“For the record, I haven’t been inside a PETCO since” from Dan, Florida

BLOG,Travel September 2, 2011 06:39

topic: TRAVEL medium: TEXT

Hello, PenTalers!  Thanks for joining us here today on Day3 of TRAVEL week!  Just yesterday we asked you for your travel stories of the strange and unexpected variety…and we’re doing the exact same thing today!  Well, kind of.  Actually we’re looking for the strange and unexpected all over again, but of the traditional/ceremonial variety.  In other words, we wanna know what odd and jaw-dropping traditions y’all have come across in your globe-trotting days.

Today’s pick is definitely one of the most strangest traditions I’ve come across in my time (I’m even including books) and (SPOILER ALERT!) it may or may not forever change the way you view pet rodents.  Oh, yeah.  Let it soak in for a second.  Now, get to the good stuff:

Making a motorcycle diary of my own (cliché, I know), I zipped all over Central and South America in the summer of 2010.  The regions don’t tend to get much press here in the states unless it’s drug related, so much of the little idiosyncrasies of the cultures and communities between each country are under appreciated or flat-out unnoticed.  It’s really quite shameful, but such is life I suppose.

At any rate, I crossed the Colombia-Brazil border sometime between late June and early July that summer and from there made my way down into the Inca country of southeastern Peru.  I navigated the tumultuous landscape, catching a few dozen mosquitos to the face and found myself in the ancient city of Cuzco, the former capital of the Incan Empire.  It was an amazing place, words don’t really do it justice.  It was like a strange mix of déjà vu and an epiphany all rolled into one, like a lucid dream that you had before but can’t really explain to yourself or anyone else.

But this is all a bit besides the point.  The point is that my Español was far from fluid (odd choice to motorbike through Central and South America alone, I know) and I ended up having a makeshift conversation with a local family in the marketplace.  Becoming aware of my situation, they invited me into their home to have dinner with them.  Once we arrived at their villa and talked over a few glasses of wine (which apparently improved my Spanish), they served up this weird, gamey tasting meat that looked like a rabbit.  Fair enough.  They called it “cuy” and despite being cooked with parsley, sage rosemary, and thyme, it wasn’t something I was too keen on eating again.  But apparently the dish was a delicacy and I didn’t want to insult my hosts, so I gnawed away at it until it was all gone.  And for the sake of being polite (and quenching my own curiosity), I asked them animal the meat had come from.  The head of the household smiled and (in Spanish) told me that he’d show me the following afternoon if I’d stay the night.  I’ve seen my fair share of Hollywood horror films, so I was hesitant at first; but upon giving it up to more careful consideration (and more glasses of wine) it appeared to be a win-win situation.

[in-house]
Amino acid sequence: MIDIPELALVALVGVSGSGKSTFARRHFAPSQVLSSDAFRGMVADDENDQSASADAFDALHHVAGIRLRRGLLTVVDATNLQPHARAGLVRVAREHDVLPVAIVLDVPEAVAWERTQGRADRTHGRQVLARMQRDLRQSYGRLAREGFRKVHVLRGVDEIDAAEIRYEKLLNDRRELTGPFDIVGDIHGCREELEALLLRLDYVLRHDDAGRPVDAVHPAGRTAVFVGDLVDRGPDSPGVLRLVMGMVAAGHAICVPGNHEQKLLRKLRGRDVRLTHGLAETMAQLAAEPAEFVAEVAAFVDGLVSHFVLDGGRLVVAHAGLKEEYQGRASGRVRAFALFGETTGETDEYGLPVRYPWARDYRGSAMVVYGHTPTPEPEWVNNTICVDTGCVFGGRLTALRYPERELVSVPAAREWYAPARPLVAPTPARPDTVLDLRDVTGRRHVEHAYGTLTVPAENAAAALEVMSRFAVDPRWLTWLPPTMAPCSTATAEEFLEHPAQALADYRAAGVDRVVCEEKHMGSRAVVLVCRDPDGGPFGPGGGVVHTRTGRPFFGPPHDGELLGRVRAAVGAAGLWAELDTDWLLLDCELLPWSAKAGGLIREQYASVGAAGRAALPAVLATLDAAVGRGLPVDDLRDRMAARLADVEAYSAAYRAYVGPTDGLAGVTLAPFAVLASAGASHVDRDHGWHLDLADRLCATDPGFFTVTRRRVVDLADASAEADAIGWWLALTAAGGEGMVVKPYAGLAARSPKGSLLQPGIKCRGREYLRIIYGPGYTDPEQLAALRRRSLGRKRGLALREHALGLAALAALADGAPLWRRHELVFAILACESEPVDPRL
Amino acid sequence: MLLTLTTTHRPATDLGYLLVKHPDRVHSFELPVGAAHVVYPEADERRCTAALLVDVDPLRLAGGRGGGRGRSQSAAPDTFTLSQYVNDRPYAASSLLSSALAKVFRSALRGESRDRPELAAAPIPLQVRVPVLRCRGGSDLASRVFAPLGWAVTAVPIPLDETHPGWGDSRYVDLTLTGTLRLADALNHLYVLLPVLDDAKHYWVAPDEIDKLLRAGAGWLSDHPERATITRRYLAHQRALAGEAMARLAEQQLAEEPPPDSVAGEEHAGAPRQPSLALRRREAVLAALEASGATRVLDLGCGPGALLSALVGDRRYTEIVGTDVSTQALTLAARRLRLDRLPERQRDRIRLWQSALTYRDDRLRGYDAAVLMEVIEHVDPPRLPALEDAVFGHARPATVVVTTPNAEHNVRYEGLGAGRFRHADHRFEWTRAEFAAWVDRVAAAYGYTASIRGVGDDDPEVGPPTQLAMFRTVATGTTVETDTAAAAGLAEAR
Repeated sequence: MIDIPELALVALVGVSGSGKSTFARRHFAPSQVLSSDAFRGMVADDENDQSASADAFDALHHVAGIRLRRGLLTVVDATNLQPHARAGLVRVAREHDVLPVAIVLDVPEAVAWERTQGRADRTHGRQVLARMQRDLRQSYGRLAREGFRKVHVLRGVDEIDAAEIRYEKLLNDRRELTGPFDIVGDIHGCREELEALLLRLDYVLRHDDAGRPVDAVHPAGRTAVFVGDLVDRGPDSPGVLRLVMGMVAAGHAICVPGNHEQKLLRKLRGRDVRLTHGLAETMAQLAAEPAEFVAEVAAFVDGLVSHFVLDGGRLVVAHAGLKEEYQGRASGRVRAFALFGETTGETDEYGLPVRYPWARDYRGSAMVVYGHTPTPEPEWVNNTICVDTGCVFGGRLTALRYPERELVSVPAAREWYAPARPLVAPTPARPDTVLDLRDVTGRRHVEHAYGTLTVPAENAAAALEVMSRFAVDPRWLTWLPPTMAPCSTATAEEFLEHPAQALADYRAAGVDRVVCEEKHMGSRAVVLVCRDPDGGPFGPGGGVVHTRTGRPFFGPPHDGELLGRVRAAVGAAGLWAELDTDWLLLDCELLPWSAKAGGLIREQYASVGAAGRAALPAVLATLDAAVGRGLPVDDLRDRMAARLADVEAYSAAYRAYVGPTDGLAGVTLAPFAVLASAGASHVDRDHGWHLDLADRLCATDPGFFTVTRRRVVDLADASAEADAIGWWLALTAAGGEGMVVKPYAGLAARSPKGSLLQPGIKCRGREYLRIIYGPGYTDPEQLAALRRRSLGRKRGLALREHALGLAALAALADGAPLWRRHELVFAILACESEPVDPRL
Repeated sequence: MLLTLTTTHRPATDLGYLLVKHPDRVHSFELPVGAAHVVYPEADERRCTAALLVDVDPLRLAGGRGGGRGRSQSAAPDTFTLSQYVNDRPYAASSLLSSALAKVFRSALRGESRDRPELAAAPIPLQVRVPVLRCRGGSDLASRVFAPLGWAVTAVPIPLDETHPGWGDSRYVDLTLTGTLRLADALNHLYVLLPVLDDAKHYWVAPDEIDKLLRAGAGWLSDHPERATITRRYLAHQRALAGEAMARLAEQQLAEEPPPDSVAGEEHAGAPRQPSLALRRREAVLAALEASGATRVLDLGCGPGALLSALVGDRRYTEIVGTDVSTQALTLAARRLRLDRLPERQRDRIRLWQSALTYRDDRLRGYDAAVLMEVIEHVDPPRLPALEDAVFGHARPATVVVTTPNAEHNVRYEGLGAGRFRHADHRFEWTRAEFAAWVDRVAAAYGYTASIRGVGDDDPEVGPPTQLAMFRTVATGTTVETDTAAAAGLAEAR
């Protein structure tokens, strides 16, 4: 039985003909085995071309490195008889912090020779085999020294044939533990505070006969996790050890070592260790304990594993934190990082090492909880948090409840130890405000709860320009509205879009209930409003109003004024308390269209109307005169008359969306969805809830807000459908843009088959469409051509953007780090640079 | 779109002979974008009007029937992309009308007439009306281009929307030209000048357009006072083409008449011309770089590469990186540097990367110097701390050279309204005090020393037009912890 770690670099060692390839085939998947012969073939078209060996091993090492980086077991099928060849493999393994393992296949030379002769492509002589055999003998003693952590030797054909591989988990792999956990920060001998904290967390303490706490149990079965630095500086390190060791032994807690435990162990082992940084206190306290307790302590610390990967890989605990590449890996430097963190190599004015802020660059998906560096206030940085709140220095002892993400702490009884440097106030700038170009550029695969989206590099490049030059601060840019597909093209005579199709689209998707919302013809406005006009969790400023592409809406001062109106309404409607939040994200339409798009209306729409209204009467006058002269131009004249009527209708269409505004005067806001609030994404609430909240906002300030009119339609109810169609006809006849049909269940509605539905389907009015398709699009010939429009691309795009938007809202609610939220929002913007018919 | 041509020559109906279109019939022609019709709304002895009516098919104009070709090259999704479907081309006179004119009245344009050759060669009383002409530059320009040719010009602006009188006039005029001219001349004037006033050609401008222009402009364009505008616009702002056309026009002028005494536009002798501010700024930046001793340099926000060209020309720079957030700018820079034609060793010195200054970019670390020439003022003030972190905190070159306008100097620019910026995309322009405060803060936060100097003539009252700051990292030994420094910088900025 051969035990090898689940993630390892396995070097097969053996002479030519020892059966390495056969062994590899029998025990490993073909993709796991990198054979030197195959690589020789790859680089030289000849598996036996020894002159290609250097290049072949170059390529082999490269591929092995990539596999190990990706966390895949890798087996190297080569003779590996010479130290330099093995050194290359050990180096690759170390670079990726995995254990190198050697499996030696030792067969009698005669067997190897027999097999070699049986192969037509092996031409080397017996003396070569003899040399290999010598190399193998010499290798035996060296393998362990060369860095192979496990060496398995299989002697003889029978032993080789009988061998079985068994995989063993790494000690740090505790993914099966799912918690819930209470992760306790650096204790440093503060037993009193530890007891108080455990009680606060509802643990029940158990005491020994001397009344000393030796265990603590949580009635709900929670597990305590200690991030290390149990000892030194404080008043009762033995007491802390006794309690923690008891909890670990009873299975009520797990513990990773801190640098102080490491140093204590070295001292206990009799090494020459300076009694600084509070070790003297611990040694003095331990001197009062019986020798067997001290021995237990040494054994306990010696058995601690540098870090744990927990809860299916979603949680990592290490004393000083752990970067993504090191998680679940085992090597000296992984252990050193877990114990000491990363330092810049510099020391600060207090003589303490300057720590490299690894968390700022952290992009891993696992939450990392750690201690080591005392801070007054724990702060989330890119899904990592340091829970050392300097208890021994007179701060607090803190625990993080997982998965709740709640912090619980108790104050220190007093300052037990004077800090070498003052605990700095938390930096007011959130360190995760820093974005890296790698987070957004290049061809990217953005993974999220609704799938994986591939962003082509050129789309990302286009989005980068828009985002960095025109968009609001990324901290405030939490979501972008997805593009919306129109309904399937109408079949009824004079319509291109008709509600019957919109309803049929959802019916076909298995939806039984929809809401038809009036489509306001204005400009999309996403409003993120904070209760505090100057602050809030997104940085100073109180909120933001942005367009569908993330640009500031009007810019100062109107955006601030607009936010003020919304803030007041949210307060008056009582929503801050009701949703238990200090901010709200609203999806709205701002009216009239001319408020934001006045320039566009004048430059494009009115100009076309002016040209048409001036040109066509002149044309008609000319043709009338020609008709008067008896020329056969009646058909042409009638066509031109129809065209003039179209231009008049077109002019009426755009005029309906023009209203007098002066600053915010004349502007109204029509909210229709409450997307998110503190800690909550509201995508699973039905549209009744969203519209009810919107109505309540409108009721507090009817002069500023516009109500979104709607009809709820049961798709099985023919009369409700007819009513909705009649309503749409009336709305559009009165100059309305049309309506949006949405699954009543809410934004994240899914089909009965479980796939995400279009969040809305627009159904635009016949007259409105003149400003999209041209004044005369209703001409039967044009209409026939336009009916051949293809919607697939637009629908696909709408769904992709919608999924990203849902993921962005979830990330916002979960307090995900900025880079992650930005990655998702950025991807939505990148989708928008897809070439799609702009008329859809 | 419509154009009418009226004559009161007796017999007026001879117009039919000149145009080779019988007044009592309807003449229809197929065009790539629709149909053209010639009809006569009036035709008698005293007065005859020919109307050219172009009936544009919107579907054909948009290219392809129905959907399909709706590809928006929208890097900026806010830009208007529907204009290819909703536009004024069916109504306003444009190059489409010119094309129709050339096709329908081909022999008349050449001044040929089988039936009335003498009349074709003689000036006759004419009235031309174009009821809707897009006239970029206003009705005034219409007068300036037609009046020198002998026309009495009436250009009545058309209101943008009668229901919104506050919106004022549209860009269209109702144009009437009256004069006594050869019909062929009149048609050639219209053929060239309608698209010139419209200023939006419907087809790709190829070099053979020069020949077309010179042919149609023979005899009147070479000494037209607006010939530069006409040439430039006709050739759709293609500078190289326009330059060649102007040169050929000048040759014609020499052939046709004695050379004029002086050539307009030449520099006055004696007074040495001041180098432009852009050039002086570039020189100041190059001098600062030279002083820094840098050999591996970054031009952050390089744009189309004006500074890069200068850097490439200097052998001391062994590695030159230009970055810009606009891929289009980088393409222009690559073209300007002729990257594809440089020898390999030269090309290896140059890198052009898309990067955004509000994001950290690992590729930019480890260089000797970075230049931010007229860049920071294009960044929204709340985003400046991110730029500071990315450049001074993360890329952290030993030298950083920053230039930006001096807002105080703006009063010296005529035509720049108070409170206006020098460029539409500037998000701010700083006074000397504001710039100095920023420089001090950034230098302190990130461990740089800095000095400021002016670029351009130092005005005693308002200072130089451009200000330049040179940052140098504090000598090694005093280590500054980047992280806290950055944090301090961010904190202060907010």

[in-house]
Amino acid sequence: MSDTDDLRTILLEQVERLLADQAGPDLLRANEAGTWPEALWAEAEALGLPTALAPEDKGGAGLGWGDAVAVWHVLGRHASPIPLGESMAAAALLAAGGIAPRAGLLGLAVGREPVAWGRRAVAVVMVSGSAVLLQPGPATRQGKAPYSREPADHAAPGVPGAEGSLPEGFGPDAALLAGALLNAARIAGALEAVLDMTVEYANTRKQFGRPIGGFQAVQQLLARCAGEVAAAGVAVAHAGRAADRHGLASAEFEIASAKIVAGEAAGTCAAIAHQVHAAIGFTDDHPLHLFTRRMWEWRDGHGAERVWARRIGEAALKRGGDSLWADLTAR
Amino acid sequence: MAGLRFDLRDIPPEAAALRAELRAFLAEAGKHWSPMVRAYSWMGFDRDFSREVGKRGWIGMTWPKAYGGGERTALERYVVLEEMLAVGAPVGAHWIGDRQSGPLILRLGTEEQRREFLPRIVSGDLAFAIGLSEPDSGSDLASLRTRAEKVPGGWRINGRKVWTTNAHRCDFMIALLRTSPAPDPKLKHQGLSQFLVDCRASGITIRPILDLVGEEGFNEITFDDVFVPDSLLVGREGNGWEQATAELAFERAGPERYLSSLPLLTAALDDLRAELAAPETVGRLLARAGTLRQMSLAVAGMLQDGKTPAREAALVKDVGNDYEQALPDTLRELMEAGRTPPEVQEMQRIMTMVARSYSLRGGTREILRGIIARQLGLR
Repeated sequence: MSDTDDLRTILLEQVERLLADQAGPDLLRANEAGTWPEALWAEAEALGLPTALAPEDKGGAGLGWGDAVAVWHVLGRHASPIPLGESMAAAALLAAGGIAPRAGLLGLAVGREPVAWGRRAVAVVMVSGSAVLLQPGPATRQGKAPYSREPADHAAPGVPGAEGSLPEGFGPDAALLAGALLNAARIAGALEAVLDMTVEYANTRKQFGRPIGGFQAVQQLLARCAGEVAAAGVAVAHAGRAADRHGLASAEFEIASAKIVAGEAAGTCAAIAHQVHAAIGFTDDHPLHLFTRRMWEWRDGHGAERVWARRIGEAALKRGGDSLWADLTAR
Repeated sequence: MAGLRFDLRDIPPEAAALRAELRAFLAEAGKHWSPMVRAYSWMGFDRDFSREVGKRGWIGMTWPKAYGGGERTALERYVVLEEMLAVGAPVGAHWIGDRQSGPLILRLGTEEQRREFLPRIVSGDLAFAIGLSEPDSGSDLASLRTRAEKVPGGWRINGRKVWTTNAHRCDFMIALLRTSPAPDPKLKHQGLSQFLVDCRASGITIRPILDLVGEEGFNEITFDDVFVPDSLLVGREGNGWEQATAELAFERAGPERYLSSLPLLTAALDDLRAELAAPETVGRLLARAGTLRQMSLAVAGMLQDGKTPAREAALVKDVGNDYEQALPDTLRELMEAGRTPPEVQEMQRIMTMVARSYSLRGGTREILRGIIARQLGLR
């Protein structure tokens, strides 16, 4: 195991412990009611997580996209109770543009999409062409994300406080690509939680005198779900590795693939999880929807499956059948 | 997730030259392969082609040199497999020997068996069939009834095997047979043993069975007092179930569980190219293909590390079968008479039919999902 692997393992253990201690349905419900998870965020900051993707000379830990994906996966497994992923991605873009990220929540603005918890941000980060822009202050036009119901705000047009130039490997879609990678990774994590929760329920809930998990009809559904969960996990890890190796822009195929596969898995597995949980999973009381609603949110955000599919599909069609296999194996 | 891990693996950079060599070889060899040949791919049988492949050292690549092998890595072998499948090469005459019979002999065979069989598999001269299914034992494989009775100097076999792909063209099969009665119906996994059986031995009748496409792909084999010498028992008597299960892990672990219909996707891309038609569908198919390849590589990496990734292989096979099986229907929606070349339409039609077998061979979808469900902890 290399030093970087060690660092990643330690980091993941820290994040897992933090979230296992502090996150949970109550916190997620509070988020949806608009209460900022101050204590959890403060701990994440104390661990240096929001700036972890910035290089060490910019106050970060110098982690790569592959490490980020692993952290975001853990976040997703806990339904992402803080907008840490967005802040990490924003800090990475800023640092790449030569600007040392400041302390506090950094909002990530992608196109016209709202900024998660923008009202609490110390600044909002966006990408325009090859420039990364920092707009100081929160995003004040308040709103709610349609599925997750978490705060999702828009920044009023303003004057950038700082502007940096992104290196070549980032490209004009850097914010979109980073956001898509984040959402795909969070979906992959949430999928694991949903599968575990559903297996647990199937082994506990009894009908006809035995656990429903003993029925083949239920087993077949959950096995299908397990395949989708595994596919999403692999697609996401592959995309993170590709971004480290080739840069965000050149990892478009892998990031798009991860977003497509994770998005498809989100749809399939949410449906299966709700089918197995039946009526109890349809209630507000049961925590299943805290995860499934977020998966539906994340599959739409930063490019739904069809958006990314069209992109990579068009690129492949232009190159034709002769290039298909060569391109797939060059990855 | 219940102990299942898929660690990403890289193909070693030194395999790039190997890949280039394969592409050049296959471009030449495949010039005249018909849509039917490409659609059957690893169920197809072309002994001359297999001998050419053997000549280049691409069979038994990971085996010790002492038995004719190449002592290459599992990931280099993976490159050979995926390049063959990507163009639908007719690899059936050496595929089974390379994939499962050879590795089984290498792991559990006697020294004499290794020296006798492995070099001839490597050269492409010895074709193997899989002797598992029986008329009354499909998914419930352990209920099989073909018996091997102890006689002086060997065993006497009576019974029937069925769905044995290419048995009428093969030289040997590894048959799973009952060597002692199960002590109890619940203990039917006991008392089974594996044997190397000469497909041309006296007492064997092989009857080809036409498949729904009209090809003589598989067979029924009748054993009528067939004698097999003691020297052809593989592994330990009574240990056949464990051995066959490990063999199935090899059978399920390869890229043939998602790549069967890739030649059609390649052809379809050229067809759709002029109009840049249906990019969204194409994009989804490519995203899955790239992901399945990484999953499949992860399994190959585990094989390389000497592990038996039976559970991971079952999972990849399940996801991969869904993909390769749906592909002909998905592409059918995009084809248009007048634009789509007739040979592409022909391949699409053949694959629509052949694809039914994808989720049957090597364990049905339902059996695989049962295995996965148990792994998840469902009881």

The next afternoon, Mr. Pérez (the father) took me and his two sons to a local farm.  I was expecting to see some meaty livestock dangling from iron hooks…or something gnarly and disgusting like that.  But lo and behold, what should we stumble upon but a guinea pig farm.  You read correctly.  Not a pig farm, a guinea pig farm.  And man those suckers were huge!  Absolutely nothing like the pets we have in the states.  Mr. Pérez and the “cuy” farmer had been doing business together for years, so Mr. Pérez got his usual six “cuy” (one for each in the family) and one for free (for the handsome guest, of course).  Now mind you I found these things pretty disgusting before I knew they were pets, so this whole experience didn’t really open me up to wanting to eat these poor things again.  But not so fast!  How were we gonna prepare them?  And this is where things get interesting…

As his tradition calls, Mr. Pérez gathered the whole family together and took us to a local field where we released the guinea pigs, turned our backs on them and paced in the opposite direction for a full minute and a half.  The hunt was on.  From there, each of us was responsible for his own dinner.  Being a guest, Mr. Pérez outfitted me with his spare knife before hand, which I made quick and efficient use of.  For the sake of keeping this PG-13, let’s just say that all of us ate that night and ingested little to no fur.

It is still unclear to me whether this was just a Pérez family tradition passed down from one generation to the next or something larger, but it certainly spiced things up and brought a whole new dimension to the gamey dinner table.  And it worked: you can’t not eat an animal after you hunt it ceremonially, no matter what it tastes like.  I owe that lesson to Mr. Pérez.  But, for the record, I haven’t been inside a PETCO since.

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